Give peace a chance
By Fr. Cedric Prakash sj
In a powerful speech to world leaders on September 19, Antonio Guterres, the Secretary General of the United Nations, kicked off the UN General Assembly 2017. “We are living in a world in pieces,” he warned the leaders; going on to add, “our world is in trouble. People are hurting and angry. They see insecurity rising, inequality growing, conflict spreading and climate changing.”
Guterres went on to outline seven key threats facing the world, and the major challenges to resolving them: the risk of nuclear conflict, international terrorism, unresolved conflicts and violations of international humanitarian law, climate change, rising inequality, cybersecurity, and the refugee crisis. He concluded with an appeal, “my message to world leaders today: only together, as truly United Nations, can we build a peaceful world and advance human dignity for all.”
The words of the UN Chief which revolved around peace and human dignity, could not have come at a more appropriate time- when several so-called “world leaders” are spewing the venom of hate, violence, war and even indulging in it.The world observes yet another International Day of Peace (“Peace Day”) on September 21st . The day is to “commemorate and strengthen the ideals of peace both within and among all nations and peoples.” It is therefore necessary to remind ourselves that each one of us is called to be a channel of peace and that we need to have the courage to hold our leaders accountable in ensuring peace for all.
Very significantly, the theme for this year’s ‘Peace Day’ is “Together for Peace: Respect, Safety and Dignity for All” This theme is based on the TOGETHER global campaign that promotes respect, safety and dignity for everyone forced to flee their homes in search of a better life. TOGETHER brings together the organizations of the United Nations System, the 193 member countries of the United Nations, the private sector, civil society, academic institutions and individual citizens in a global partnership in support of diversity, non-discrimination and acceptance of refugees and migrants.
Many will certainly doubt whether some key leaders will take this timely theme seriously. Aung San Suu Kyi and Myanmar’s military junta continue with the ethnic cleansing of the Rohingya Muslims in their country. More than 400,000 Rohingyas have fled to neighbouring Bangla Desh in just about a month.
Appeals from all over the world to stop this genocide have been ignored. In total violation of the past track record, India has closed the doors to the persecuted and helpless refugees. The war in Syria is in its seventh year. Violence continues in South Sudan, Somalia, Central African Republic, Congo and other parts of Africa. The hopes for lasting peace in Colombia, Venezuela and elsewhere in South America remains an illusion. Trump continues to breathe war on several nations across the globe. Duterte in the Philippines has no qualms of conscience in legitimatising violence and murder of his people.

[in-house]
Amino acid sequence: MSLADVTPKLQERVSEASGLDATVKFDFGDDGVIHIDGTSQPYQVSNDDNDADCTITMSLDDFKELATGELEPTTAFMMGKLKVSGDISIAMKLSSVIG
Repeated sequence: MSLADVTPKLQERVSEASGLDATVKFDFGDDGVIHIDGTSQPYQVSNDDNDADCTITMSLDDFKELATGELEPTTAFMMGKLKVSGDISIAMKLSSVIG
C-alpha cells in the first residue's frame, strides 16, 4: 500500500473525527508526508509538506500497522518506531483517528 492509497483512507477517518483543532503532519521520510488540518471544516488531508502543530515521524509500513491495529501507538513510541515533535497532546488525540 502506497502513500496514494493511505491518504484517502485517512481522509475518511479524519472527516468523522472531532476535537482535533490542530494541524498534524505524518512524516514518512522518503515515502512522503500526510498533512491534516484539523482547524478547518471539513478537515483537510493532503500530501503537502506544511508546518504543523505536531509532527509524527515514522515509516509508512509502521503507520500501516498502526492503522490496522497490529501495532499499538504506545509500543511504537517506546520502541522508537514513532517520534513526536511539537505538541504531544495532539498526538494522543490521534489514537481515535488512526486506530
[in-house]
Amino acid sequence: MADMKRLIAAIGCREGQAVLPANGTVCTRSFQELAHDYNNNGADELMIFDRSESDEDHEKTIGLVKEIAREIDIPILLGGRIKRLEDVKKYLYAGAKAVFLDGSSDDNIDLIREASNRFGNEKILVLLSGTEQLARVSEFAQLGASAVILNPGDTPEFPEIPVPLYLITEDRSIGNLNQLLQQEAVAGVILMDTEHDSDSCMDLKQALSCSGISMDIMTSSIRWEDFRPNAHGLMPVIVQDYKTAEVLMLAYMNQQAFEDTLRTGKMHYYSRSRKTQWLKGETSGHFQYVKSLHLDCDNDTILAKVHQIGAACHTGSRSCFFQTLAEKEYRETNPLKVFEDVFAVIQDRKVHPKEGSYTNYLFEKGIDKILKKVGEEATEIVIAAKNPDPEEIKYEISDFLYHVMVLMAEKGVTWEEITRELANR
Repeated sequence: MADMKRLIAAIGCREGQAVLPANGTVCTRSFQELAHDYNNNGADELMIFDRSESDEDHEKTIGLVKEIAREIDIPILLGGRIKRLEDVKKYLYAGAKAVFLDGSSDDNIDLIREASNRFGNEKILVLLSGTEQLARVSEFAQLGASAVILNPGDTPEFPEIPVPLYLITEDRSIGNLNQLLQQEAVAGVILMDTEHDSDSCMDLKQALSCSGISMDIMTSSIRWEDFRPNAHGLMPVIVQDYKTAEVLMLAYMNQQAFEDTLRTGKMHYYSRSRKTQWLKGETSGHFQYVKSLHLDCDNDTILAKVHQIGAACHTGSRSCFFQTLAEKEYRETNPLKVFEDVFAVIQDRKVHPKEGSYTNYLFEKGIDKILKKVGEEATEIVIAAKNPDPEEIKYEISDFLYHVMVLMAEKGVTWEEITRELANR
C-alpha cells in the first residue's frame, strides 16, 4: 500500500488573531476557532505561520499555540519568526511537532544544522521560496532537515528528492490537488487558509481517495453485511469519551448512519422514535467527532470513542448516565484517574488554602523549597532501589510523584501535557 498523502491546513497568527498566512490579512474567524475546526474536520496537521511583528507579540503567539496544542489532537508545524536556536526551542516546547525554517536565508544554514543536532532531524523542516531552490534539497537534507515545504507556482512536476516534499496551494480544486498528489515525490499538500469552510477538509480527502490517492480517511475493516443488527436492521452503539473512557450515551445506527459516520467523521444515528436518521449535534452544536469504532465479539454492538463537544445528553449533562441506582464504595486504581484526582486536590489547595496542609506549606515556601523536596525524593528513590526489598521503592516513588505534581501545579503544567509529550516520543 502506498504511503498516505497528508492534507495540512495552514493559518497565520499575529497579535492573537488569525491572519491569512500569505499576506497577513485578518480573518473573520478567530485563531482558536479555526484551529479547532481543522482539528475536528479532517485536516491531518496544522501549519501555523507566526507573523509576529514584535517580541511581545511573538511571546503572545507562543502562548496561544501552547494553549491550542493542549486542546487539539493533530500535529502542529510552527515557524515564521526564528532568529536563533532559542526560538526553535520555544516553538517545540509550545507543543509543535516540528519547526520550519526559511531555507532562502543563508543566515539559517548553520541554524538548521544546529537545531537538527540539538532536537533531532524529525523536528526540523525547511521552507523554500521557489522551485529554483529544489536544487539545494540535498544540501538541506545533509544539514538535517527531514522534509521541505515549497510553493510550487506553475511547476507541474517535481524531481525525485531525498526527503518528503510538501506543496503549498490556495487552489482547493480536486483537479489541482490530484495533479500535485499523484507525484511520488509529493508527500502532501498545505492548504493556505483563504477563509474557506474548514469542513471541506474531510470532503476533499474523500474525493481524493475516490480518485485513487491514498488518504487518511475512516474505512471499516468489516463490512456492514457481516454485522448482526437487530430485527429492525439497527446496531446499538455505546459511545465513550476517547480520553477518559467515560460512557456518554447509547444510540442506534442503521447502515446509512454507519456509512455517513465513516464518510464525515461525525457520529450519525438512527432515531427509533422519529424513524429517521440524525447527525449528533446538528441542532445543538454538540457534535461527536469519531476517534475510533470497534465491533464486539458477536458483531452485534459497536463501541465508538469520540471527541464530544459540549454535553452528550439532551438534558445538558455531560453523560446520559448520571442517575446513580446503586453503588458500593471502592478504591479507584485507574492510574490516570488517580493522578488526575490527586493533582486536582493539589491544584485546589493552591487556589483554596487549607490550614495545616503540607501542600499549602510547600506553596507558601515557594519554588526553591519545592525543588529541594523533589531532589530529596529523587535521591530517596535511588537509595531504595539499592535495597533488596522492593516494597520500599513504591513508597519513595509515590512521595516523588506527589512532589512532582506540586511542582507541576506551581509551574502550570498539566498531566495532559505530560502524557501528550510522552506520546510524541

Modi and his henchmen in India seem to be proving that hate, violence and discrimination bring them ‘power’. The brutal murder recently, of well-known journalist Gauri Lankesh is a case in point. In the not too distant past, the country has also witnessed the gruesome killings of rationalists and intellectuals like Dabholkar, Pansare and Kalburgi and of several other journalists, human rights and RTI activists. It is said that on November 17th (Modi’s birthday)‘the Sardar Sarovar dam in Gujarat was lit up and 2,00,000 people (comprising farmers, fishers, potters, pastoralists, tribals, Dalits and small enterprise holders) had to be submerged for the ‘Narmada Mahotsav’ to be a success’. The violence against minorities in India continues unabated.
Pope Francis has consistently and unequivocally asserted the need for peace.
In a letter to the International Meeting “Paths of Peace” held in Germany from September 10 to 12 he wrote, “What we may not and must not do is remain indifferent, allowing tragedies of hatred to pass unnoticed, and men and women to be cast aside for the sake of power and profit. Your meeting in these days, and your desire to blaze new paths of peace and for peace, can be seen as a response to the call to overcome indifference in the face of human suffering. I thank you for this, and for the fact that you have gathered, despite your differences, to seek processes of liberation from the evils of war and hatred. For this to happen, the first step is to feel the pain of others, to make it our own, neither overlooking it nor becoming inured to it. We must never grow accustomed or indifferent to evil”.
Some leaders however, obviously do not care with being “Together for Peace” and ensuring “Respect, Safety and Dignity for all.” Many people across the globe lack the respect, safety and dignity and the peace, which they rightly deserve. It is therefore incumbent on each one of us to make real once again the immortal lyrics of John Lennon, who in 1969, in the wake of the anti-Vietnam war protests sang,
“All we are saying is give peace a chance
All we are saying is give peace a chance”
(Fr. Cedric Prakash sj is a human rights activist. Contact:firstname.lastname@example.org)